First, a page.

Iceland has “one of the largest per capita publishing industries in the world”, says Jonathan Margolis in Air Mail. About one in 10 Icelanders publishes a book in their lifetime, compared to one in 5,000 Americans, and the average Icelander reads more than two books a month. A blockbuster title can sell as many as 14,000 hardback copies, equivalent to nearly 4% of the 375,000-strong population buying it. One explanation is the country’s “ancient storytelling tradition”, which goes back some 800 years to the Icelandic sagas. Another is needing something to do during those long 21-hour winter nights.
E Jean Carroll arriving at court for the defamation trial. Michael M Santiago/Getty
A ludicrous judgement against Trump
I’m an unlikely defender of Donald Trump, says Lionel Shriver in The Spectator. “Politically, he’s not my boy.” But last week I couldn’t help agreeing with the former president that a jury awarding $83.3m of his assets to E Jean Carroll was “absolutely ridiculous”. The former Elle magazine advice columnist said in 2019 that Trump had raped her in a department store dressing room in the mid-1990s. A civil jury didn’t buy the rape claim but did find Trump liable for sexual assault, which led her lawyers to demand a minimum of $10m in damages in a separate defamation case. After deliberating for less than three hours, a jury awarded her $83.3m.
What most people don’t realise is how shaky this case is. Trump claims he has never met her. The alleged incident was so long ago it couldn’t be pursued in a criminal court, where the burden of proof for a conviction is much higher. Carroll presented no corroborating evidence, couldn’t pinpoint the year the assault was supposed to have happened, and had to “rejig her timeline” when it was pointed out that the designer coat she remembered wearing hadn’t yet been manufactured. The only reason the case could be heard at all is because of new laws hastily passed after the #MeToo movement. And the size of the payout – awarded by jurors in “drastically Democratic” New York – “reeks of politics”. But we shouldn’t be surprised. Love him or hate him, it’s “doubtful that Donald J Trump can get a genuinely fair trial anywhere in the country”.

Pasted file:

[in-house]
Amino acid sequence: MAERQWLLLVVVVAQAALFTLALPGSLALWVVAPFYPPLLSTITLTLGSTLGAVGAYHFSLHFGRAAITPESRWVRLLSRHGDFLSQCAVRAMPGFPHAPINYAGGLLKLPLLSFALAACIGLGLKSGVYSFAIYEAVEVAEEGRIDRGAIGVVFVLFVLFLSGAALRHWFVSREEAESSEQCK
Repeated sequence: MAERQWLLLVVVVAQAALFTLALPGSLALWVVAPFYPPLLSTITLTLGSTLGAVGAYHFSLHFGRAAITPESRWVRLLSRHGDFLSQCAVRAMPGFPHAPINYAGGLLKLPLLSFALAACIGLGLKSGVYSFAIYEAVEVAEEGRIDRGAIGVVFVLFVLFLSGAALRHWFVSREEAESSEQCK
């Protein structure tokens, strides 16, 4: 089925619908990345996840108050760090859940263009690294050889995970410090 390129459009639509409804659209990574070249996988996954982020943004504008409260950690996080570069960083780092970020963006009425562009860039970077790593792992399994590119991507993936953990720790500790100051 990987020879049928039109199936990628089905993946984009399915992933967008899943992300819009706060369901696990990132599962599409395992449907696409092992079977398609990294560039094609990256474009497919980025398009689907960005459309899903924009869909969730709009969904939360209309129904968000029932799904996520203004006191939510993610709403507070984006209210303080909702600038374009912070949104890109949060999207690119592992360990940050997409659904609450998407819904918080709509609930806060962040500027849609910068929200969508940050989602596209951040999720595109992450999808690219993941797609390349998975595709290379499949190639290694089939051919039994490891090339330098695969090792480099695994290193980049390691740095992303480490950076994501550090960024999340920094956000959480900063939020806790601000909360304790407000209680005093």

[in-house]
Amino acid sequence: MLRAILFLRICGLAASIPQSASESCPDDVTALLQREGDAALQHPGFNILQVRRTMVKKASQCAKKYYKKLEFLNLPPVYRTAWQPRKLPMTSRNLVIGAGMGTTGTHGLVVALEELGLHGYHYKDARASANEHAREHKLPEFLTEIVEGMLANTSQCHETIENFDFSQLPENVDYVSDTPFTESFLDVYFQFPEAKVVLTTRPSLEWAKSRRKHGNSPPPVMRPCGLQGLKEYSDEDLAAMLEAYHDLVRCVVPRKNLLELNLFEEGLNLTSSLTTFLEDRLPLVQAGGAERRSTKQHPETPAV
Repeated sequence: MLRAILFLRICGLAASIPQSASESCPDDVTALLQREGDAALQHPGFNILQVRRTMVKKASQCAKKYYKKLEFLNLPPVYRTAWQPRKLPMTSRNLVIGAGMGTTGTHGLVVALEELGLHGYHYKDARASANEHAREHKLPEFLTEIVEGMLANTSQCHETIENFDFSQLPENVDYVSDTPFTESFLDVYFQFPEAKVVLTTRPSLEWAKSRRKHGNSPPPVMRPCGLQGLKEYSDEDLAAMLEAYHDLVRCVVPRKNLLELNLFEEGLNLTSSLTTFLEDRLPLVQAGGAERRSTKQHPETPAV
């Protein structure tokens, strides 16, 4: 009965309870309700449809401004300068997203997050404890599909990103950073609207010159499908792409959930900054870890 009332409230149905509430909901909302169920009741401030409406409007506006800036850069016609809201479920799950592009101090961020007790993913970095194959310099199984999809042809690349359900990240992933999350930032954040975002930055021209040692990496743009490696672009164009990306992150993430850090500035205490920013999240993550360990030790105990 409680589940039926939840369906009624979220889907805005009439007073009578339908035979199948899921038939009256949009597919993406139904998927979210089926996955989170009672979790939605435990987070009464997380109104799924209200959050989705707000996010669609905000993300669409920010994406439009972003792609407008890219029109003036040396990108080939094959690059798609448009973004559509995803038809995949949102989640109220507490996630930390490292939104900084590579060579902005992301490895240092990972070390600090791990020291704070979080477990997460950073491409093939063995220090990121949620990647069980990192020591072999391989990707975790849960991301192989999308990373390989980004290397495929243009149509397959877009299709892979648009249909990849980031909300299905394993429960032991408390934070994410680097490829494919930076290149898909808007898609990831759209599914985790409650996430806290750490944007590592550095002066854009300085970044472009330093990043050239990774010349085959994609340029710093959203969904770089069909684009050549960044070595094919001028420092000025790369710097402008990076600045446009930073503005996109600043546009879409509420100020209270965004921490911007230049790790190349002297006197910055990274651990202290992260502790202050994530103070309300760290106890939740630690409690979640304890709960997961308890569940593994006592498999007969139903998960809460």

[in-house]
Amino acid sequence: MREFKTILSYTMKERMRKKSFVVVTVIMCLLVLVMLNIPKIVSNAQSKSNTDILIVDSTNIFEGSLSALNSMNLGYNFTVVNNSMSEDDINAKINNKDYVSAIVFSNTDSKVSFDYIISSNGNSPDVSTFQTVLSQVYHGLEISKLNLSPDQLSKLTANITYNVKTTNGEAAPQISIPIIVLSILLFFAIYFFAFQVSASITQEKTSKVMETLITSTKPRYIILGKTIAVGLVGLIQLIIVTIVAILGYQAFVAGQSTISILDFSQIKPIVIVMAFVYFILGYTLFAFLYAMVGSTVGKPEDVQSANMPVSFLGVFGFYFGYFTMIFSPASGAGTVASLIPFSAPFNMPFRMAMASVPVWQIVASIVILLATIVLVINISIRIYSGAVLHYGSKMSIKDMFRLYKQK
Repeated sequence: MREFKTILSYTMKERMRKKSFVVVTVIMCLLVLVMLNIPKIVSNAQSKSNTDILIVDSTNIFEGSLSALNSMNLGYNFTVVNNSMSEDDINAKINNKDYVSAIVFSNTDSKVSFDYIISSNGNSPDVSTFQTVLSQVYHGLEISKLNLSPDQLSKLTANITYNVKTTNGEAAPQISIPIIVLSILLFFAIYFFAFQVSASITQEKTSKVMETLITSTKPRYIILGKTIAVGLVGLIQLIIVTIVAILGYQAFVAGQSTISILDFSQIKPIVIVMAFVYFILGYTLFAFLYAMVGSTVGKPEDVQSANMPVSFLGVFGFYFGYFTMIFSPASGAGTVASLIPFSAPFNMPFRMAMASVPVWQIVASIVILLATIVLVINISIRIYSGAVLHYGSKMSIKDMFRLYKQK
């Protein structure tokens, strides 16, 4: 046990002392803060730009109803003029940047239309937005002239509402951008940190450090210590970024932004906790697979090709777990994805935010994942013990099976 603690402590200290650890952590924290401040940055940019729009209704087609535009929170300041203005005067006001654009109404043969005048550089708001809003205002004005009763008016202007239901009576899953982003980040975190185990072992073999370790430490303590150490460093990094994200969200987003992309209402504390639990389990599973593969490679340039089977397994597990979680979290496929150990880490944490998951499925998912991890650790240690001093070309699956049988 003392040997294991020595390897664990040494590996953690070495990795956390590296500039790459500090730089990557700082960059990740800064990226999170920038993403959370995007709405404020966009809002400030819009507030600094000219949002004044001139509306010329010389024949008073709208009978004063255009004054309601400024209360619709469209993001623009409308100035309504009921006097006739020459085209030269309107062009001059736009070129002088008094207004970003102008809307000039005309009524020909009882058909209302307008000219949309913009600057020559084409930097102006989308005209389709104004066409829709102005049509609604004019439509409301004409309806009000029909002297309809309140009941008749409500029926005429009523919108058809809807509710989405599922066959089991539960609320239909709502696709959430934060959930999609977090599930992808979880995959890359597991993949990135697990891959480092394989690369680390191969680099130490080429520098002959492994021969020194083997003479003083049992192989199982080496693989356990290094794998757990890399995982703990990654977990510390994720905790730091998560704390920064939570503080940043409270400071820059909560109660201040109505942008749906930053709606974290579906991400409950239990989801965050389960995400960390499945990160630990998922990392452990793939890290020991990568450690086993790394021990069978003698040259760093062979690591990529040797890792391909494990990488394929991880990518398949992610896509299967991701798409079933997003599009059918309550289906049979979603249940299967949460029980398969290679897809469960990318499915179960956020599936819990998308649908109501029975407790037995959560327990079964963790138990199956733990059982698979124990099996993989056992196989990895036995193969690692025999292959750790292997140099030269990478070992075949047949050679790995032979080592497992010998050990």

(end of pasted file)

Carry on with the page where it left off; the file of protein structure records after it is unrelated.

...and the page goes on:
Perfect with a café au lait. Getty
Camembert might be “facing extinction” in France, says Emma Beddington in The Guardian. Industrial production means that the fungus required to make the cheese – Penicillium camemberti – is “dangerously lacking in genetic diversity” and losing the ability to reproduce. The news “landed hard” with my husband, who’s from Normandy. “Camembert is a religion there: his grandparents ate it for breakfast, dipped in their morning coffee.”
The 20% jump in the stock price of Meta, Facebook’s parent company, on Friday added $197bn to the value of the firm, says Axios. That’s “the biggest single-day gain in market history”. The tech giant also holds the record for the biggest single-day decline: just two years ago, its stock plummeted 26% in one trading session, “erasing $251bn”.
They’re The Last Dinner Party, the indie rock band hailed as “the heirs to everyone from Kate Bush to Sparks and Roxy Music”, says The Daily Telegraph. For a group that released its first single only 10 months ago, the London quintet has already done astonishingly well: they are signed to the world’s biggest record label (Island), they have supported The Rolling Stones, and they recently won the Brits Rising Star Award. Last week saw the release of their highly anticipated debut album, Prelude to Ecstasy, and – “phew” – it’s a “remarkably polished” effort that shows they’re the “real deal”. Listen on Spotify here.
“Government is just a form of bullying for weaklings. Politics is the art of achieving power and prestige without merit.”